Another interesting psychological exploration by Rush... however the plot really gets in the way, at times. There is a 300 page digression of questionable value and relevance. My impression of this section is that it was included to position the book to be made into a movie. It is possible I didn't appreciate this part of the book b/c I skimmed it so fast-- but it was very hard to get interested in it given the other things happening.

The portrayal of the breakdown of the marriage is compelling...more
I couldn't finish this book, but wish I could have - the premise is very interesting - a scholar in Botswana who is really CIA agent struggling with his career, philosophical issues about race, religion and life, his overwhelming love for his wife .... it is NOT a spy type thriller at all. Rather, it is very intellectual - and at times, the long-ish conversations between people on philosophy just seemed totally out of synch with rest of book's plot.... and it was just more than I could finish. B...more
I gave up after 300 pages of this 700 page book. I might have become interested in the characters or even the plot if the characters had been explored at more depth and if there had been a plot that was not constantly interrupted by excessively long rants on everything from AIDS to religion (a full chapter of this one) to race relations.
I was a little skeptical about this one for a hundred pages or so. It seemed like the main character was self-absorbed and paranoid and lots of other things. And, it turns out, he is, which eventually makes this really enjoyable. Hard to read maybe sometimes but only because you have so much invested in the characters. It's sort of interesting how I didn't really like the main character all that much most of the time but I ended up being really attached to him anyway. Somehow the book manages to...more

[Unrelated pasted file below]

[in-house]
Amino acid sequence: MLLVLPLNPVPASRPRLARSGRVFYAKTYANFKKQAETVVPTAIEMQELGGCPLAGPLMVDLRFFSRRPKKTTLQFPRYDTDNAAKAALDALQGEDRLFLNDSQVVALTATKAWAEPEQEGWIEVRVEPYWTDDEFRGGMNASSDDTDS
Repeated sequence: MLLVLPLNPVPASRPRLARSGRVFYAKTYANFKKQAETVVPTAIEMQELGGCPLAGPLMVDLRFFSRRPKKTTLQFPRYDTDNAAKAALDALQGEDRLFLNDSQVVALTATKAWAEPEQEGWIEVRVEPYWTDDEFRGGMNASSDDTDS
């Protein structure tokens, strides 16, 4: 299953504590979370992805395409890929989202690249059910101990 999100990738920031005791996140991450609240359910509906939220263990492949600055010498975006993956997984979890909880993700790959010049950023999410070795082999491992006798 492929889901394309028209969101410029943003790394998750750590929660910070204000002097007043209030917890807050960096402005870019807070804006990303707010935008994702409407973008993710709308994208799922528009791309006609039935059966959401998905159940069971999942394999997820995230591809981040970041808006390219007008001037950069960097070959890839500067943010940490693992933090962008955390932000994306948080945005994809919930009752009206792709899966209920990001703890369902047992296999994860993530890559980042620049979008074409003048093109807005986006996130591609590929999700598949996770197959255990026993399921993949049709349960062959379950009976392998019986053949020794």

I'm not sure how I feel about this book. I finished it last night, but I skipped almost 200 pages in the middle. I just really needed to know whether the protagonist's wife was cheating on him.
There's a 300 page chuck in the middle where the relationship plot gets put on hold while 'things happen in Africa,' and I didn't have the patience. That part of the plot was just moving too slowly - and with little context.
On the other hand, the details of the dying marriage seemed to be just right - and...more
Forrest Link
Rush makes a man's love for his wife palpable.
Wendy Mathewson
I read Mating a few years back and thoroughly enjoyed it, so was looking forward to Mortals. I didn't make it. After 300-400 pages, I had to return it to the library. It's heft made it a bit of a drag to read in bed (my only reading place apres le bebe)--but I could have overcome that if the narrative had pulled me along. It had occasional amusing shades of Our Man in Havana (small time spy, expat experience, funny), but was mostly a lot more information than I needed to know about the protagoni...more